Teaching the Essentials: Logic, Research, Communication, and Networking for Public Actors

Professor Joel Mentor, an intelligence analyst and first-generation American, teaches students to be critical thinkers, curious researchers, and effective relationship-builders. 

Students in Professor Joel Mentor’s course know their ideas will be taken seriously, and that means they’ll be pushed and challenged intellectually.

“I create a class environment that is safe, not in the sense that people won’t be challenged, but in the sense that they can express their views and others will treat them with respect and not try to show them up or shut them down,” Mentor said. 

“And I’m not the wise man on the mountain; they can and should challenge me, as well.”

Mentor describes his teaching style as Socratic: instead of lecturing extensively, he asks questions that force people to think critically, reveal biases, and uncover truths through rigorous dialogue. 

He also makes it a point to give students ample time to delve deeply into issues.  

“I would rather cover less material and go into depth than cover a lot superficially. If I show the students how to dig under the surface of one topic and analyze it well, they can use that as a model and apply it to other topics – they become knowledge creators,” Mentor explained.

Essential skills

Professor Mentor’s course, titled Essential Skills for the Public Actor, focuses on core competencies that are relevant whether the students work in the government, nonprofit sector, or private sector. 

“The students are very socially committed and dedicated to making an impact,” said Mentor. “This course aims to develop the skills that will most help them be effective as public servants and as intellectually prepared, engaged citizens.”

Students begin by learning the classic logical fallacies, such as causal bias and appeal to authority. Then they scrutinize op-eds, talk shows, activist campaigns, and each other’s arguments. 

In-class discussions push students to develop the confidence to stand up and defend their ideas against opposing viewpoints.

“I have been highly impressed by students’ ability to recognize and change course when their own arguments are flawed,” Mentor said. “This requires a remarkable amount of intellectual rigor and humility, especially in today’s social media echo chambers and polarized political climate.”  

The second unit of the course focuses on the fundamentals of research design, especially the ability to craft relevant questions that get to the root of issues and can be debated with evidence.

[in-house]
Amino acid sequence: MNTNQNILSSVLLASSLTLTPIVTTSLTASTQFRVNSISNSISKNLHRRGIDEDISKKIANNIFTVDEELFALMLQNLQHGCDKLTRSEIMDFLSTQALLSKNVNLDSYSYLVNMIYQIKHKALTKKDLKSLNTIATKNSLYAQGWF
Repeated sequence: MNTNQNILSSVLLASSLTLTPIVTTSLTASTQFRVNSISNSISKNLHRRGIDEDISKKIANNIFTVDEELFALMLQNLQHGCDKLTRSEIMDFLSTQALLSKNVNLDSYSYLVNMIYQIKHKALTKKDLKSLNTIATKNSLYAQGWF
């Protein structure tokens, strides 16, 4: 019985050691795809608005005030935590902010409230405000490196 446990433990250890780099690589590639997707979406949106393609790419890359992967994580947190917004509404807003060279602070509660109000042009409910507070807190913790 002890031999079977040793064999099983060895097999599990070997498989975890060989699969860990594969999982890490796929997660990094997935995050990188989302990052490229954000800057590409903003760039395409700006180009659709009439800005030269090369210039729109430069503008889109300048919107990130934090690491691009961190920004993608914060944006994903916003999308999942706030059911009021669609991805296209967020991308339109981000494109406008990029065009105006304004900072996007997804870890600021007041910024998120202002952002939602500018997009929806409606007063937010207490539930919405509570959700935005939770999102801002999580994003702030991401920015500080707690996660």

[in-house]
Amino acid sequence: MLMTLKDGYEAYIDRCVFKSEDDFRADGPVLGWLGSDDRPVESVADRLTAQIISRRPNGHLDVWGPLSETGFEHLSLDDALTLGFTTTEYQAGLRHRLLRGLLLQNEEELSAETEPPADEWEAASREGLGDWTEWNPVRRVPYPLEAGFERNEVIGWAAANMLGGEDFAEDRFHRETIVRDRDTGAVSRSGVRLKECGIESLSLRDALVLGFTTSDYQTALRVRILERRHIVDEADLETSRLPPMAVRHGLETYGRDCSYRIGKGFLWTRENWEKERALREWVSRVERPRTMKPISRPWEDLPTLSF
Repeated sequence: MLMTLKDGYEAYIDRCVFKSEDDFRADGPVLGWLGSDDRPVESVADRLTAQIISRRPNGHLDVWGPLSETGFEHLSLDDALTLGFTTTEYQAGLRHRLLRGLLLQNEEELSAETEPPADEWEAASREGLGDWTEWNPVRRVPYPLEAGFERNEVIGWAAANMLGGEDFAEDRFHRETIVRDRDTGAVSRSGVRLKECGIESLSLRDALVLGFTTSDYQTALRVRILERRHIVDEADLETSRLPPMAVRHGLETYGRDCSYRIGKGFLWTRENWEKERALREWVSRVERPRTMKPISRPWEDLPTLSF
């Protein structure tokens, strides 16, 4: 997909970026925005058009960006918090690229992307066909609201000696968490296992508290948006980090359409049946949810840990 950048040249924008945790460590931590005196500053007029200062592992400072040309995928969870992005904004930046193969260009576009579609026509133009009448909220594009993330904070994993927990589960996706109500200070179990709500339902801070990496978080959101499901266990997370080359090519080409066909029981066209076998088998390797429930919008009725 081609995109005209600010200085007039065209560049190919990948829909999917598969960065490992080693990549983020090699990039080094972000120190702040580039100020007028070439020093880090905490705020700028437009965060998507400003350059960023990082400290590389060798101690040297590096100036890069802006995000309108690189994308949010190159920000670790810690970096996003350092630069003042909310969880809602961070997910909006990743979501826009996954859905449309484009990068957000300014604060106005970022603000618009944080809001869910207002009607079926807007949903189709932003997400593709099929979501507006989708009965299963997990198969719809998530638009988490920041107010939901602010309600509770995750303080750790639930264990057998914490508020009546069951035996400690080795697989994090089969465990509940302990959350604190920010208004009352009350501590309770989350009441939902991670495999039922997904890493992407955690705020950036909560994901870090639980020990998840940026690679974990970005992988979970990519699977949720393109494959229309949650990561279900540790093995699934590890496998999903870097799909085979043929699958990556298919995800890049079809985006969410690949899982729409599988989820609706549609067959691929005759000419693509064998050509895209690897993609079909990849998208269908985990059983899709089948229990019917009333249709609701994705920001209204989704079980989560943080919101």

The focus then turns to storytelling. Students delve into story frames, including in media res, nested loops, and frameworks from classical Greek literature as well as non-Western works.

“Once they have thought critically about a complex problem, asked the right questions, and done the research, they need to make sense of the information and structure it into an effective narrative,” according to Mentor. 

In the final unit of the course, Professor Mentor guides the students through a process of strategic career planning and professional relationship-building. 

Students write about their academic and career goals, identify people with whom they would like to meet, and then attend events and set up meetings to build their networks.

Intelligence analyst, first-generation American, and educator at heart

Professor Mentor brings to the classroom an impressive record of professional achievement: a degree in International Relations from Georgetown, followed by a successful career as an intelligence analyst and geopolitical risk analyst in the defense and global financial industries. 

In addition, as a first-generation American whose parents hail from Trinidad and Tobago, Professor Mentor connects well with his students, the majority of whom are from immigrant families. 

“It is beneficial for students to see someone with their background who has done well professionally,” he continued. “They can relate to my story, and I am very transparent and vulnerable with them in this regard.” 

One assignment for the course prompted students to tell their personal stories. “Many of the stories gave insight into the tribulations of being first-generation,” he said. “They connected with me, and I respected the students’ courage to tell these stories.”

While Mentor loves the challenge and fast pace of his full-time job, his passion is working as an educator with young people, in particular black men and people of low-income or immigrant backgrounds.

“I know as a boy growing up – first-generation American, black male – I know the experiences I had, I know how tough it is. So I want to provide young people with support, mentorship, and the opportunity to hone their intellectual curiosity,” he said. 

Avid student of the world

When he’s not working, Professor Mentor can be found reading about the intricacies of human societies, enjoying classic or foreign cinema, or watching a good soccer match. 

“I also love to travel,” he said. “I am fascinated by different cultures, meeting new people and conversing and finding out how different people see the world.”


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Motivated People Can Do A Lot without Money, but Money without People Won't Do Anything – Professor Janet Kyle on Principles of Managing People

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